Joan Groizard Payeras is a departmental director-general with the Balearic government. His brief CV on the government's website tells us that he received a masters in energy engineering and the environment from Cambridge and that he has been a consultant to and engineer with energy companies, with a particular emphasis on renewables. It's pretty impressive and one cannot therefore quibble with his credentials for being the director-general for energy and climate change within the ministry for land, energy and transport.
The government has informed us that it will be introducing pioneering legislation on climate change. We already know a direction in which the government is going on this. The increased use of renewables (solar) is a key policy. As to most other aspects, we will need to wait until the draft legislation is presented in order to gain an appreciation of this pioneering initiative. It will need to demonstrate greater originality than a shift to renewables to fall into the pioneering category, albeit that placing solar at the centre of the energy agenda will represent a pioneering move in the Balearics. It has taken a stupidly long time to get around to the exploitation of a natural resource we have in abundance glaring down on these islands and one, moreover, that isn't in any immediate danger of disappearing.
The irony with solar energy is that ever more of it is going to be required over the next decades. That's because the source of the energy is going to make everywhere that much hotter. Climate change policy can therefore take a positive from the sun being a supplier of energy for air-conditioning in order to offset the negative of the sun being so damned hot and reducing the islands to an almost permanent state of drought, or at least the victims of prolonged heat waves.
Groizard was last week presenting some conclusions from the first study to be made of climate change vulnerability. The Balearics, it has been noted in various reports of a scientific variety, are going to be particularly vulnerable to the consequences of climate change; if they aren't already. Studying this vulnerability seems like a good start, but what did he have to tell us? In truth, nothing that we don't already know or would have guessed. More violent storms, greater risks of flooding and landslides, drought, heat waves, rising sea level, impact on infrastructure and buildings.
What is this legislation likely to be? It is tempting to think that its pioneering quality will be confined to the fact that nowhere else has actually passed a law which specifically states climate change in its title. For a government as virtuous as the current one, it would be a feather in an already environmentally plumed cap to lay claim to such legislative innovation. This assessment, however, does rather dilute the role that Groizard has and is presumably playing. He isn't a civil servant, he's an expert; that's why he's director-general.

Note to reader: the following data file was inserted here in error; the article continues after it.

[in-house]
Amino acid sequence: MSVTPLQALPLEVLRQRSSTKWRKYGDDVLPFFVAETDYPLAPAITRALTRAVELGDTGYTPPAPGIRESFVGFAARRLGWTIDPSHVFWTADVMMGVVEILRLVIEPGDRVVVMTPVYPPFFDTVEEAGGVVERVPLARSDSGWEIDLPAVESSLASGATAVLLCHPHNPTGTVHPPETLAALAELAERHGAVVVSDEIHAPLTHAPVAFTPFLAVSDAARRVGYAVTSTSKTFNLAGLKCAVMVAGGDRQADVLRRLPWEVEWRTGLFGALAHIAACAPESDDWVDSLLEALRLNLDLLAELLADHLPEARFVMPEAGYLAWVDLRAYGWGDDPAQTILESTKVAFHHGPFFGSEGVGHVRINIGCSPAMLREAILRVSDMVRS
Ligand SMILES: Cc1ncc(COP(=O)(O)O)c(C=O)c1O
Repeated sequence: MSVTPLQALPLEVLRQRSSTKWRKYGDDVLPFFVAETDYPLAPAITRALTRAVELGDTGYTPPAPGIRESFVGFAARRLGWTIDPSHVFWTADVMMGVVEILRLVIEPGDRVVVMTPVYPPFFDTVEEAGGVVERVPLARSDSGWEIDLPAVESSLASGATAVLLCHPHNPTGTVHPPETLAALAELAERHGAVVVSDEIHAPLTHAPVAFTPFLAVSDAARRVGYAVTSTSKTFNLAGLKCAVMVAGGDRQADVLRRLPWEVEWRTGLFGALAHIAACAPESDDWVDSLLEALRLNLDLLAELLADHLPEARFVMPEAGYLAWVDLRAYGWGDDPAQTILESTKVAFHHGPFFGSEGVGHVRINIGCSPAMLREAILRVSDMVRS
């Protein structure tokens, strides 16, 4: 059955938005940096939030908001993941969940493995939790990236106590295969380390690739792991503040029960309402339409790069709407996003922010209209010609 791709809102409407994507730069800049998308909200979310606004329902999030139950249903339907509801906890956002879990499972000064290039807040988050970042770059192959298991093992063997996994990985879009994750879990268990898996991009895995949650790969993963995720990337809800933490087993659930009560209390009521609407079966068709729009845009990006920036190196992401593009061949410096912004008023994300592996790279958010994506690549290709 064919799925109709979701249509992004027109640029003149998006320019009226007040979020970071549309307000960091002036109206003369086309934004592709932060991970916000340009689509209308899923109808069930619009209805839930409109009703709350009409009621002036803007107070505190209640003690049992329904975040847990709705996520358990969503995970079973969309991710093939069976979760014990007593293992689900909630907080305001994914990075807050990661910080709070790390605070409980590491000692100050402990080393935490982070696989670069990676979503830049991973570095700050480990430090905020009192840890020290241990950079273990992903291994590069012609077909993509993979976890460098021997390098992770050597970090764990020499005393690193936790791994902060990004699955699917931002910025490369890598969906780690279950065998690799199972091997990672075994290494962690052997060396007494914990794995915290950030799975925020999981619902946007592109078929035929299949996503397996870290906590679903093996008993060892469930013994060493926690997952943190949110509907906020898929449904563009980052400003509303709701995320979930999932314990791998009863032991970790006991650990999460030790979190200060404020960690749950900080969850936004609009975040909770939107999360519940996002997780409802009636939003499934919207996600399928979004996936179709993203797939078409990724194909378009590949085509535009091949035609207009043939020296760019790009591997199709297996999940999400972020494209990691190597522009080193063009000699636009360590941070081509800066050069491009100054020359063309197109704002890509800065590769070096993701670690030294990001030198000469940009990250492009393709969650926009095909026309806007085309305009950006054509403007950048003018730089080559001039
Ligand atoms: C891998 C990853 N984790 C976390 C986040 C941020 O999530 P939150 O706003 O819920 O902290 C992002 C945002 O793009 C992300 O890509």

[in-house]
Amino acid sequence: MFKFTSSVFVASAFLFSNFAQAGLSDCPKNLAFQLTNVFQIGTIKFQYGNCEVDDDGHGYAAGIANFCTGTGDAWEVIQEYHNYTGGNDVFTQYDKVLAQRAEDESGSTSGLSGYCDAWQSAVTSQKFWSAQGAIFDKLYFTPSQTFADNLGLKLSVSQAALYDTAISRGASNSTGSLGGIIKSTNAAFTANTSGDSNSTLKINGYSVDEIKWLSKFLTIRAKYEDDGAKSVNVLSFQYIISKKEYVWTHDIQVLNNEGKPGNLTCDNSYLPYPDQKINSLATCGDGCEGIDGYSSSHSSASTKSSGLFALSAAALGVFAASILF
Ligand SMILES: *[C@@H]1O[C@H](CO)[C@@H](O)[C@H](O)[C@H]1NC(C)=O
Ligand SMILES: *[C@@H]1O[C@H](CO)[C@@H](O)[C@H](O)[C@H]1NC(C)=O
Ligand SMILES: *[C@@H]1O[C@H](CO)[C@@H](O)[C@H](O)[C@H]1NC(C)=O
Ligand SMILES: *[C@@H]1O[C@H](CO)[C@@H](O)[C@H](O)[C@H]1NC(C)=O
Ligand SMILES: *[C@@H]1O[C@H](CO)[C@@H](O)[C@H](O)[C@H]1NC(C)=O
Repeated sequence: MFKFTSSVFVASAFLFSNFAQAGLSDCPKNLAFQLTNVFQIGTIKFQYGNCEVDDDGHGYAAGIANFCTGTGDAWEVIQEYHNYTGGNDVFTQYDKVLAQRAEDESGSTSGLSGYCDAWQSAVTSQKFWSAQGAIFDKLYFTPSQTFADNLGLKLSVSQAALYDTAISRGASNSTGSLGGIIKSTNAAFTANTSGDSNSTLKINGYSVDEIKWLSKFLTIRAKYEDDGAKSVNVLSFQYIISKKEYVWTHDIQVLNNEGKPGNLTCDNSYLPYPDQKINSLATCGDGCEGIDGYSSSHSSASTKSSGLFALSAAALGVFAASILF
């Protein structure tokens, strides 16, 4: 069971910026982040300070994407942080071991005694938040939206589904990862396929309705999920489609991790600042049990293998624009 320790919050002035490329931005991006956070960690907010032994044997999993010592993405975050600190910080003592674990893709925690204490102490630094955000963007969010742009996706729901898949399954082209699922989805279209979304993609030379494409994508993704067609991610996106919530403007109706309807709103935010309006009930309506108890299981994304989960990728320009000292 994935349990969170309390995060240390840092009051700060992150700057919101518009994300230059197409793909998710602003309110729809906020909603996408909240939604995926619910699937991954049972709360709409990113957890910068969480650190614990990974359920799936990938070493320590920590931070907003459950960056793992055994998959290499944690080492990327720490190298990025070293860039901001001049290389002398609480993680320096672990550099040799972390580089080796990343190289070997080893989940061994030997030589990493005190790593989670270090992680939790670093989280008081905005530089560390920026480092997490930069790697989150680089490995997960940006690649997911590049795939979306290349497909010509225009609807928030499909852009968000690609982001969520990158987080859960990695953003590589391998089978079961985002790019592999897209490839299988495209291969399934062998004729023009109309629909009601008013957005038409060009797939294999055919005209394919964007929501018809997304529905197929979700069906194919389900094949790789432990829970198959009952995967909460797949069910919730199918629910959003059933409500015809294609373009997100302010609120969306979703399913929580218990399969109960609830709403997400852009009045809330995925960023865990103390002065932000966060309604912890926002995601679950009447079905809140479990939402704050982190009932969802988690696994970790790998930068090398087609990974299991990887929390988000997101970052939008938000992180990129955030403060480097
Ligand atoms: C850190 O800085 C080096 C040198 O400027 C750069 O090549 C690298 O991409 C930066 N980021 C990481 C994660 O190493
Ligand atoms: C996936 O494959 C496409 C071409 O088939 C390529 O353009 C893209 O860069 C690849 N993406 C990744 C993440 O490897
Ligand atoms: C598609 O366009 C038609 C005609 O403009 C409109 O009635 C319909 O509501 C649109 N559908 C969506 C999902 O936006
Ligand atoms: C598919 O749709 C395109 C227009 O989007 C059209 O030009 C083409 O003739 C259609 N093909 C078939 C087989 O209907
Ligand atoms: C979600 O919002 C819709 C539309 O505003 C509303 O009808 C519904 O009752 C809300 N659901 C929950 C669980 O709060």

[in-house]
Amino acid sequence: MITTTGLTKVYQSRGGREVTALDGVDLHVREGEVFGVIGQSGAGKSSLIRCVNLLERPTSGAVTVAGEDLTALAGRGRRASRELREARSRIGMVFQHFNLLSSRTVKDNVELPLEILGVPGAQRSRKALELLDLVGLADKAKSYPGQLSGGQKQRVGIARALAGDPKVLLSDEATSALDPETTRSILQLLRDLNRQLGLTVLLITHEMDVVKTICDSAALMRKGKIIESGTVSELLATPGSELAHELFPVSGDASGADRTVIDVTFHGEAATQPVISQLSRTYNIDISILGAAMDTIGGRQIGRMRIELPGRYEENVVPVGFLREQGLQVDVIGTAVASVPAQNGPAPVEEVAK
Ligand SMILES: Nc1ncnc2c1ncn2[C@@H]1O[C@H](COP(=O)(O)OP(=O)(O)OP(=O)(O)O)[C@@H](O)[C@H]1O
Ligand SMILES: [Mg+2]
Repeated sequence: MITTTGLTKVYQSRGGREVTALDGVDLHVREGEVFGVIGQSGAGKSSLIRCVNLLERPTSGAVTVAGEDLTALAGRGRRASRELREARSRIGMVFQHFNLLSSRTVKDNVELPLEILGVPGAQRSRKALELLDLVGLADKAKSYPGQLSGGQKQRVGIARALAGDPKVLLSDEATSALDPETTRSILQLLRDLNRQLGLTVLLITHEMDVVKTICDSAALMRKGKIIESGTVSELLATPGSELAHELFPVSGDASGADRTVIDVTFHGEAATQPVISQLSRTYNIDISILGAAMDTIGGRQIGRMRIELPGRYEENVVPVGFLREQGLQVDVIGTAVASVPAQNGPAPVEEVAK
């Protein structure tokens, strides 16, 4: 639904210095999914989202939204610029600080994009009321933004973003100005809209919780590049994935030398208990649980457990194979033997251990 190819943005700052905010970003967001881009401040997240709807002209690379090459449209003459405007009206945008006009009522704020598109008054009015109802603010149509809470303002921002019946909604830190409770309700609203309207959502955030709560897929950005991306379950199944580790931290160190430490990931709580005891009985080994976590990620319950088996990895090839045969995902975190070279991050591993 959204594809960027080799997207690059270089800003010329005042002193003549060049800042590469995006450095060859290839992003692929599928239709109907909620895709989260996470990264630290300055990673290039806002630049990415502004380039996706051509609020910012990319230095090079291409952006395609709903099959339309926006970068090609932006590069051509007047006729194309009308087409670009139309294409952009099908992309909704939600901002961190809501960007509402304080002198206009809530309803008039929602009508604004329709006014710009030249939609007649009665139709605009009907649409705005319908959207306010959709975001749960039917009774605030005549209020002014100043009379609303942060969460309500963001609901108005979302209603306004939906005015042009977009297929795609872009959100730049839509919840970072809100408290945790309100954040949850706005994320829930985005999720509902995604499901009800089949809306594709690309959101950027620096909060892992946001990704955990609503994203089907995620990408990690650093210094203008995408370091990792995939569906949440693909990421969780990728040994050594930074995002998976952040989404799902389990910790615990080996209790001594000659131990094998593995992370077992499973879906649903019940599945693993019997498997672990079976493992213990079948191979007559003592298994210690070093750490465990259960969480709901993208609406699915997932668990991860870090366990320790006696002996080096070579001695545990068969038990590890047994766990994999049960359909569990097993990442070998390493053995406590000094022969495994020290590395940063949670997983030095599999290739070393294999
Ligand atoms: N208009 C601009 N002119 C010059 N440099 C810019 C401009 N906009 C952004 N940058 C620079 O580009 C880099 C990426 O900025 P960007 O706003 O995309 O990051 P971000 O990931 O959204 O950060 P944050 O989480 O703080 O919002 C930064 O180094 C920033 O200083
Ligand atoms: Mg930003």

The problem, though, is the political nature of climate change. I think by now we are familiar enough with the arguments, so for a government such as the one we have at the moment, having a department bearing the title climate change, enacting legislation called climate change are indications of its political view of the issue. But not everyone of course agrees.
Rod Liddle is someone who can typically be relied upon to stoke an argument. Writing in The Times recently, he wasn't denying climate change - "I can see (the climate) doing its stuff outside my window" - but he made a point, as if it was really again needed, that "climate change proponents are required to hype up the rhetoric, to provide politicians with suitably scary predictions". He was referring in particular to scientific experts and to, for example, university departments being dubbed climate change. Once you have these, climate change becomes an article of faith and spawns what it does - policy initiatives, taxes and a lucrative industry.
In a similar fashion, if you have a government department with the title, it's highly unlikely that its expert director-general is going to tell ministers that climate change needn't cause sleepless nights. And I say this with the greatest respect for Groizard.
With certain policies, like solar, they just seem common sense. Exploit the sun, and stop polluting everywhere with contaminants and emissions. Likewise with stopping anchorage on posidonia and preventing harm to the marine environment. Posidonia's benefits in terms of preventing erosion and lessening the impact of CO2 are a bonus. One can and should accept this, but in other respects there are doubts. Will this pioneering legislation, as an example, set in motion an ultimate process of urban relocation away from more vulnerable areas? It has to be a possibility. But at what cost? To whom and to where? Yet uncertainty would determine such a policy. Wouldn't it?